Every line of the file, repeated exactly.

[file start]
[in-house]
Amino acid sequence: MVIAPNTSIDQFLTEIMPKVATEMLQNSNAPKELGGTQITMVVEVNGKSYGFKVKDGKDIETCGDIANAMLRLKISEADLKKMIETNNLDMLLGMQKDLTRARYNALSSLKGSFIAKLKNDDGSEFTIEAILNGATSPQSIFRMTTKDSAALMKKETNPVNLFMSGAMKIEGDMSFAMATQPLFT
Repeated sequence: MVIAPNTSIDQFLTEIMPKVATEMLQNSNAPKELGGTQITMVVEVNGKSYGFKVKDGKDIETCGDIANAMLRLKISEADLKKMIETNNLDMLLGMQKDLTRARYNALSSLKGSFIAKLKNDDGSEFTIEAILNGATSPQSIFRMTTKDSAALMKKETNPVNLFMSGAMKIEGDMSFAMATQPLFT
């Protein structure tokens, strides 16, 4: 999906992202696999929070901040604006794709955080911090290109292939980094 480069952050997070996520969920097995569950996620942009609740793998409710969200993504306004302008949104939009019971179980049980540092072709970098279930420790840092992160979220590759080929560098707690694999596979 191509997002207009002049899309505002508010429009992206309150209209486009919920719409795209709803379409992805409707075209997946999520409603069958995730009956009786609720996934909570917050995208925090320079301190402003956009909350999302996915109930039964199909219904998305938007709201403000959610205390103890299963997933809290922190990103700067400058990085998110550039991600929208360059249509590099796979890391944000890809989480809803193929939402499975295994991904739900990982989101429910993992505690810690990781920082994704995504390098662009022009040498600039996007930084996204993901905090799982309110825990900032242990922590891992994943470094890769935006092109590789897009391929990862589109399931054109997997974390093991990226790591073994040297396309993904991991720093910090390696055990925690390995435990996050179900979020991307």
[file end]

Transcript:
[in-house]
Amino acid sequence: MVIAPNTSIDQFLTEIMPKVATEMLQNSNAPKELGGTQITMVVEVNGKSYGFKVKDGKDIETCGDIANAMLRLKISEADLKKMIETNNLDMLLGMQKDLTRARYNALSSLKGSFIAKLKNDDGSEFTIEAILNGATSPQSIFRMTTKDSAALMKKETNPVNLFMSGAMKIEGDMSFAMATQPLFT
Repeated sequence: MVIAPNTSIDQFLTEIMPKVATEMLQNSNAPKELGGTQITMVVEVNGKSYGFKVKDGKDIETCGDIANAMLRLKISEADLKKMIETNNLDMLLGMQKDLTRARYNALSSLKGSFIAKLKNDDGSEFTIEAILNGATSPQSIFRMTTKDSAALMKKETNPVNLFMSGAMKIEGDMSFAMATQPLFT
């Protein structure tokens, strides 16, 4: 999906992202696999929070901040604006794709955080911090290109292939980094 480069952050997070996520969920097995569950996620942009609740793998409710969200993504306004302008949104939009019971179980049980540092072709970098279930420790840092992160979220590759080929560098707690694999596979 191509997002207009002049899309505002508010429009992206309150209209486009919920719409795209709803379409992805409707075209997946999520409603069958995730009956009786609720996934909570917050995208925090320079301190402003956009909350999302996915109930039964199909219904998305938007709201403000959610205390103890299963997933809290922190990103700067400058990085998110550039991600929208360059249509590099796979890391944000890809989480809803193929939402499975295994991904739900990982989101429910993992505690810690990781920082994704995504390098662009022009040498600039996007930084996204993901905090799982309110825990900032242990922590891992994943470094890769935006092109590789897009391929990862589109399931054109997997974390093991990226790591073994040297396309993904991991720093910090390696055990925690390995435990996050179900979020991307």